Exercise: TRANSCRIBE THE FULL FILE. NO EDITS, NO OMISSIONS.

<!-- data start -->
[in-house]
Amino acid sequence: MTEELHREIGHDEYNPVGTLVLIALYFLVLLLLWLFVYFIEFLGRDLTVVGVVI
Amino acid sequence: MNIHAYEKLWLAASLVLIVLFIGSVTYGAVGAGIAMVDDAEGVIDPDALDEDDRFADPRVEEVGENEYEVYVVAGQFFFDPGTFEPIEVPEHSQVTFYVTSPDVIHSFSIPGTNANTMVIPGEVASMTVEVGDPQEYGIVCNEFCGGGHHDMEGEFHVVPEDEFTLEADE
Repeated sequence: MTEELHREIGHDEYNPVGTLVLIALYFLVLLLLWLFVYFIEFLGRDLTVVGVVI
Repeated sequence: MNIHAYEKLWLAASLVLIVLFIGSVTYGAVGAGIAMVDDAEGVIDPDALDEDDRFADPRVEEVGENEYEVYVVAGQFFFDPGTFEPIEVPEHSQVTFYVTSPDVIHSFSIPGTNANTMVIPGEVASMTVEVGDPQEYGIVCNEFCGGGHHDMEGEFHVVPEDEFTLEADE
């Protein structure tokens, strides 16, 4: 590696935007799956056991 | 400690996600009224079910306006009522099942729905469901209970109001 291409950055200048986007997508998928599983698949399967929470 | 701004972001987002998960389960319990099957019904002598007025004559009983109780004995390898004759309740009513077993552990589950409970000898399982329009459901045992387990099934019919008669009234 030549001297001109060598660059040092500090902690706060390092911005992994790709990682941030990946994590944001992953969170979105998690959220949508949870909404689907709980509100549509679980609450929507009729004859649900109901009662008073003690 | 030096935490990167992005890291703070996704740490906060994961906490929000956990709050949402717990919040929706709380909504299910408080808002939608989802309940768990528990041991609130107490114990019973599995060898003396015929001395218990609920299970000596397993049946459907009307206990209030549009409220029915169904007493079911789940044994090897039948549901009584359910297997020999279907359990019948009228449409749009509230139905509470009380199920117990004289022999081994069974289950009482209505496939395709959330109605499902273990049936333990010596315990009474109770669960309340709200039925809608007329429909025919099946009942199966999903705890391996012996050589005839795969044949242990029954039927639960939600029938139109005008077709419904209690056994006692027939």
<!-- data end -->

[in-house]
Amino acid sequence: MTEELHREIGHDEYNPVGTLVLIALYFLVLLLLWLFVYFIEFLGRDLTVVGVVI
Amino acid sequence: MNIHAYEKLWLAASLVLIVLFIGSVTYGAVGAGIAMVDDAEGVIDPDALDEDDRFADPRVEEVGENEYEVYVVAGQFFFDPGTFEPIEVPEHSQVTFYVTSPDVIHSFSIPGTNANTMVIPGEVASMTVEVGDPQEYGIVCNEFCGGGHHDMEGEFHVVPEDEFTLEADE
Repeated sequence: MTEELHREIGHDEYNPVGTLVLIALYFLVLLLLWLFVYFIEFLGRDLTVVGVVI
Repeated sequence: MNIHAYEKLWLAASLVLIVLFIGSVTYGAVGAGIAMVDDAEGVIDPDALDEDDRFADPRVEEVGENEYEVYVVAGQFFFDPGTFEPIEVPEHSQVTFYVTSPDVIHSFSIPGTNANTMVIPGEVASMTVEVGDPQEYGIVCNEFCGGGHHDMEGEFHVVPEDEFTLEADE
């Protein structure tokens, strides 16, 4: 590696935007799956056991 | 400690996600009224079910306006009522099942729905469901209970109001 291409950055200048986007997508998928599983698949399967929470 | 701004972001987002998960389960319990099957019904002598007025004559009983109780004995390898004759309740009513077993552990589950409970000898399982329009459901045992387990099934019919008669009234 030549001297001109060598660059040092500090902690706060390092911005992994790709990682941030990946994590944001992953969170979105998690959220949508949870909404689907709980509100549509679980609450929507009729004859649900109901009662008073003690 | 030096935490990167992005890291703070996704740490906060994961906490929000956990709050949402717990919040929706709380909504299910408080808002939608989802309940768990528990041991609130107490114990019973599995060898003396015929001395218990609920299970000596397993049946459907009307206990209030549009409220029915169904007493079911789940044994090897039948549901009584359910297997020999279907359990019948009228449409749009509230139905509470009380199920117990004289022999081994069974289950009482209505496939395709959330109605499902273990049936333990010596315990009474109770669960309340709200039925809608007329429909025919099946009942199966999903705890391996012996050589005839795969044949242990029954039927639960939600029938139109005008077709419904209690056994006692027939």